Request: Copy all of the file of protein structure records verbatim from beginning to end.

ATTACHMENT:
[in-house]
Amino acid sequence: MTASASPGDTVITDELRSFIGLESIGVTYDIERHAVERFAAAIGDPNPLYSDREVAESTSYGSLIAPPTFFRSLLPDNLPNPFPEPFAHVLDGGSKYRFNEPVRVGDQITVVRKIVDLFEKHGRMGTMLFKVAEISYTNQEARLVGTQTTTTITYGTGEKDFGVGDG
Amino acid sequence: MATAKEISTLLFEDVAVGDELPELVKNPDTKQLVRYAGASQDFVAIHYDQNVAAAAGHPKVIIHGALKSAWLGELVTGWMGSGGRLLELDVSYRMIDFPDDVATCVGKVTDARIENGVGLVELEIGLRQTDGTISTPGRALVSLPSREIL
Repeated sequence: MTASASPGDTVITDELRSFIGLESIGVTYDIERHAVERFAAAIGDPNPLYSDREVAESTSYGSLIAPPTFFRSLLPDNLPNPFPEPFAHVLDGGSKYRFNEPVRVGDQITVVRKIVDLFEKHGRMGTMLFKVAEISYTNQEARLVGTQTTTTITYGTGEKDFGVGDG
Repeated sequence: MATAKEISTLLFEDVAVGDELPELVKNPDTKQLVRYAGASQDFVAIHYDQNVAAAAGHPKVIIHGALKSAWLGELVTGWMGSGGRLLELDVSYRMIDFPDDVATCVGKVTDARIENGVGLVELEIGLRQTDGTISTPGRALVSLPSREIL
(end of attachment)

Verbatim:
[in-house]
Amino acid sequence: MTASASPGDTVITDELRSFIGLESIGVTYDIERHAVERFAAAIGDPNPLYSDREVAESTSYGSLIAPPTFFRSLLPDNLPNPFPEPFAHVLDGGSKYRFNEPVRVGDQITVVRKIVDLFEKHGRMGTMLFKVAEISYTNQEARLVGTQTTTTITYGTGEKDFGVGDG
Amino acid sequence: MATAKEISTLLFEDVAVGDELPELVKNPDTKQLVRYAGASQDFVAIHYDQNVAAAAGHPKVIIHGALKSAWLGELVTGWMGSGGRLLELDVSYRMIDFPDDVATCVGKVTDARIENGVGLVELEIGLRQTDGTISTPGRALVSLPSREIL
Repeated sequence: MTASASPGDTVITDELRSFIGLESIGVTYDIERHAVERFAAAIGDPNPLYSDREVAESTSYGSLIAPPTFFRSLLPDNLPNPFPEPFAHVLDGGSKYRFNEPVRVGDQITVVRKIVDLFEKHGRMGTMLFKVAEISYTNQEARLVGTQTTTTITYGTGEKDFGVGDG
Repeated sequence: MATAKEISTLLFEDVAVGDELPELVKNPDTKQLVRYAGASQDFVAIHYDQNVAAAAGHPKVIIHGALKSAWLGELVTGWMGSGGRLLELDVSYRMIDFPDDVATCVGKVTDARIENGVGLVELEIGLRQTDGTISTPGRALVSLPSREIL